New York moves to ban social media companies from targeting kids

New York is set to become the first US state to ban social media companies from using algorithms to target children with addictive content.

As part of the crackdown, platforms would need parental consent if they used automated algorithms to pump content into the feeds of users under the age of 18.

Without that consent, minors should instead be shown chronological feeds of their friends’ content — similar to the early experiences with Facebook and Instagram.

And if families chose to, parents could block their children’s access to social media platforms overnight and limit the time they can be online.

News Corp Australia, along with parents across Australia, is calling on the Federal Government to raise the age limit at which children can access social media to 16 as part of the national Let Kids Be campaign to stop the scourge of social media.

Let them be children: SIGN THE PETITION

New York Gov. Kathy Hochul compared the crackdown — which she hopes will pass as early as this week — to how governments have protected children from cigarettes and alcohol.

“We stopped marketing tobacco to children. We raised the drinking age. And today we are fighting to protect children from the defining issue of our time,” she wrote in an opinion piece for the New York Post.

The Post and Wall Street Journal reported that state politicians had reached a tentative agreement to move the legislation forward.

New York will be the latest state to act to protect children on social media after Florida banned children under 14 from having accounts and Utah forced platforms to meet age verification requirements.

But the platforms have resisted state reforms, launching lawsuits against the new legislation and spending nearly $1 million lobbying against New York’s plan.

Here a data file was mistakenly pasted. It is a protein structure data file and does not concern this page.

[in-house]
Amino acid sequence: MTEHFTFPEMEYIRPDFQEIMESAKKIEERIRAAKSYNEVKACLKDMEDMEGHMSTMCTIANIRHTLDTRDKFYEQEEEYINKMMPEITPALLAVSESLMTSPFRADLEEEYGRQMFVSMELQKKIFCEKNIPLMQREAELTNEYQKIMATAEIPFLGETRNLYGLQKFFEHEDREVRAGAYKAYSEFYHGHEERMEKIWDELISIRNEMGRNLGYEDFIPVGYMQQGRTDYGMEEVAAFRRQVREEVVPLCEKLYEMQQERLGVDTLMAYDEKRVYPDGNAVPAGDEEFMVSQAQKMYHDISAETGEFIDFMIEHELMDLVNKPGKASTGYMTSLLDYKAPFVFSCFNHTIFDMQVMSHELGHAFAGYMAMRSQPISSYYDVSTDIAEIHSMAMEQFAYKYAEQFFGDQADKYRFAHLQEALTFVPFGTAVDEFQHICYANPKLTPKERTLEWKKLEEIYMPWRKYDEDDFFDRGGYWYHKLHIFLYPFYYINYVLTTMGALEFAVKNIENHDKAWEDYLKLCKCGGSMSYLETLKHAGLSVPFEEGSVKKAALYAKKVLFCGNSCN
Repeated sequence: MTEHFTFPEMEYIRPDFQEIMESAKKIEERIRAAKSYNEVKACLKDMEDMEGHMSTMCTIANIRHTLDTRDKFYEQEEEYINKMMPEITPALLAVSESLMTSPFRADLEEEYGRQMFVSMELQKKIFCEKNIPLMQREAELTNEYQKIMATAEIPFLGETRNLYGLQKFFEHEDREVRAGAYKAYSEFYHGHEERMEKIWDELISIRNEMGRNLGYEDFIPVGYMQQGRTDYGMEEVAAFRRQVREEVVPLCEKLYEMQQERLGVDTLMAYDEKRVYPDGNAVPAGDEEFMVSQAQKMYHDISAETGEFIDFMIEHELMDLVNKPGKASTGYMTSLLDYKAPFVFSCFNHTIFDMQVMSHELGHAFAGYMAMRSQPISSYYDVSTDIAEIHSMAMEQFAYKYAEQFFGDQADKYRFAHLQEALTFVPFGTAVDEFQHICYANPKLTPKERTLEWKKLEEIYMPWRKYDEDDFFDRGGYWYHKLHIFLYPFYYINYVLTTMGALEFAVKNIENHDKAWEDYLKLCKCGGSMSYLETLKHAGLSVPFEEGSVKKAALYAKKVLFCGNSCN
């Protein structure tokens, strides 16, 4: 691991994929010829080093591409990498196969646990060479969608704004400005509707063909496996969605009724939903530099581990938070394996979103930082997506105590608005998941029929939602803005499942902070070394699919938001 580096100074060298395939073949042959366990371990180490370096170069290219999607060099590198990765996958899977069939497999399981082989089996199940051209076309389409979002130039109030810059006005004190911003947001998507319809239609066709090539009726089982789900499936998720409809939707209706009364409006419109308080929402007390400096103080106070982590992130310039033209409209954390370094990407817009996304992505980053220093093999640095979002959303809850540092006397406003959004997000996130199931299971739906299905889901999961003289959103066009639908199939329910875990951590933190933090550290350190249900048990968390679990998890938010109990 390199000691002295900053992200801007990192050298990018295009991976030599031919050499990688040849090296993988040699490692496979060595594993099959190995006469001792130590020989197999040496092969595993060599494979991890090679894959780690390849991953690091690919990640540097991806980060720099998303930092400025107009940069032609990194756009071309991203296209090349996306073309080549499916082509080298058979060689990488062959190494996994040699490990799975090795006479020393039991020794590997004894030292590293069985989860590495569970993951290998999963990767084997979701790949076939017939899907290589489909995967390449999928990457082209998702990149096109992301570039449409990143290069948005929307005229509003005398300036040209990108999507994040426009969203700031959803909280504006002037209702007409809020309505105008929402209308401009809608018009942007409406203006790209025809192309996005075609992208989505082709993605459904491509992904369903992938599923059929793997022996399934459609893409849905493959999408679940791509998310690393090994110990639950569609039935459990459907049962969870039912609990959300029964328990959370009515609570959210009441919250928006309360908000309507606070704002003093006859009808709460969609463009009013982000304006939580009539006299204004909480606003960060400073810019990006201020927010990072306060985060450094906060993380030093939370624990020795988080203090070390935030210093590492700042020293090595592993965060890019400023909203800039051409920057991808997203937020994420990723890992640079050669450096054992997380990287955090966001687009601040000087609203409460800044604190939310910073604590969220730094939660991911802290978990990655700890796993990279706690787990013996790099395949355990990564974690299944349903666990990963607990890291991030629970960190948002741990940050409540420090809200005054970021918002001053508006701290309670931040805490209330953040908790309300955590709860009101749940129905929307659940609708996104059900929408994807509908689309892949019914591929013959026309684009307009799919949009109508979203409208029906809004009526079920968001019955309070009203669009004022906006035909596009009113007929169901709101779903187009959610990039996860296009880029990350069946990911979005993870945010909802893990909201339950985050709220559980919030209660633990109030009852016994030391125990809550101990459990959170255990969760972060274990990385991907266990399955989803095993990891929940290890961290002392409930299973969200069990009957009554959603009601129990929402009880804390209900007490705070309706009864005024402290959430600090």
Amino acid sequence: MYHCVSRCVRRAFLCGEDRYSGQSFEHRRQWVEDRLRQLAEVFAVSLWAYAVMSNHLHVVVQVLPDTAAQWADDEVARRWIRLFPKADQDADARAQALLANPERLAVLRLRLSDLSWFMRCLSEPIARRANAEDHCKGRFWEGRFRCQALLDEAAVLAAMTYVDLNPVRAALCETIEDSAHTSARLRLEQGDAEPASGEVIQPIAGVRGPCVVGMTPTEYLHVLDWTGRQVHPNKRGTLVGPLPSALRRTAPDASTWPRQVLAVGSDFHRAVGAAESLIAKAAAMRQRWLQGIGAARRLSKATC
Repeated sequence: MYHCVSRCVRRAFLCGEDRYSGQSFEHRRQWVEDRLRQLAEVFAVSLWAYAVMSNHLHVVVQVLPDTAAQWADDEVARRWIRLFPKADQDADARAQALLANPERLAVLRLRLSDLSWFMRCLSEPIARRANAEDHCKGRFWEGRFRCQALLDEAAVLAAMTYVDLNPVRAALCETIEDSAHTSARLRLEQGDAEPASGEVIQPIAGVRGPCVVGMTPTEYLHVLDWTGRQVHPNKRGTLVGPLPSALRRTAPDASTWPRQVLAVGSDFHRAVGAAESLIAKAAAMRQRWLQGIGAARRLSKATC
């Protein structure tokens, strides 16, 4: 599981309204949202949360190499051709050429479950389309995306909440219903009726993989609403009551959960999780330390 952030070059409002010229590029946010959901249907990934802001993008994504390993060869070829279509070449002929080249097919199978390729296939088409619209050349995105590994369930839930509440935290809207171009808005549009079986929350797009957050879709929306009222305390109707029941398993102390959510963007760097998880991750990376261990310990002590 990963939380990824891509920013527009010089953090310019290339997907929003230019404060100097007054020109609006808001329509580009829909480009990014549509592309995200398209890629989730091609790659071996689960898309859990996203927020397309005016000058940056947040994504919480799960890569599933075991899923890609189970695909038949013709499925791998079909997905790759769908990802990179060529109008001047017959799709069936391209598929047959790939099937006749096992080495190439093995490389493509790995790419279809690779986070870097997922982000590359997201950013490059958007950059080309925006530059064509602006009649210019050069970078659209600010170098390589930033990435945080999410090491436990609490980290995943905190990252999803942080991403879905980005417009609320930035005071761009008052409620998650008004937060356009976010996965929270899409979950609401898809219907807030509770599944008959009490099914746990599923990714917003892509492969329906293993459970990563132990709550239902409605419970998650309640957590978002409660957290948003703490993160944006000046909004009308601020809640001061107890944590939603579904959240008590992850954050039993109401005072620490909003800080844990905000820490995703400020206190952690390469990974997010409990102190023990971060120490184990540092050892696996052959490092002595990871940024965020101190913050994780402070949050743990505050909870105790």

NetChoice — a trade group representing Facebook’s parent company Meta and X, formerly known as Twitter — argued the proposal would violate the constitutional right to free speech.

“It is less unconstitutional. Unfortunately, when it comes to constitutionality, close doesn’t count. Either you are or you’re not,” NetChoice’s Carl Szabo told the Journal.

“This legislation continues to violate the free speech protections guaranteed to the citizens of New York.”

In an interview Monday (local time), Ms. Hochul said a federal response to the problems caused by social media was needed.

But as Congress continues to debate proposals to protect children online, she said, “As the leader of this country, I cannot ignore the signs of distress and trauma among our young people. And it definitely has to do with what’s happening with these social media feeds.”

The new laws will be enforced by the attorney general, with the Journal reporting that the social media giants have managed to convince state lawmakers to waive parents’ right to sue them for any violations.

New York State Sen. Andrew Goundares, the bill’s sponsor, told the Post, “I think it’s huge.”

Originally published as “Fight to Protect Children”: New York plans to ban social media giants from targeting children

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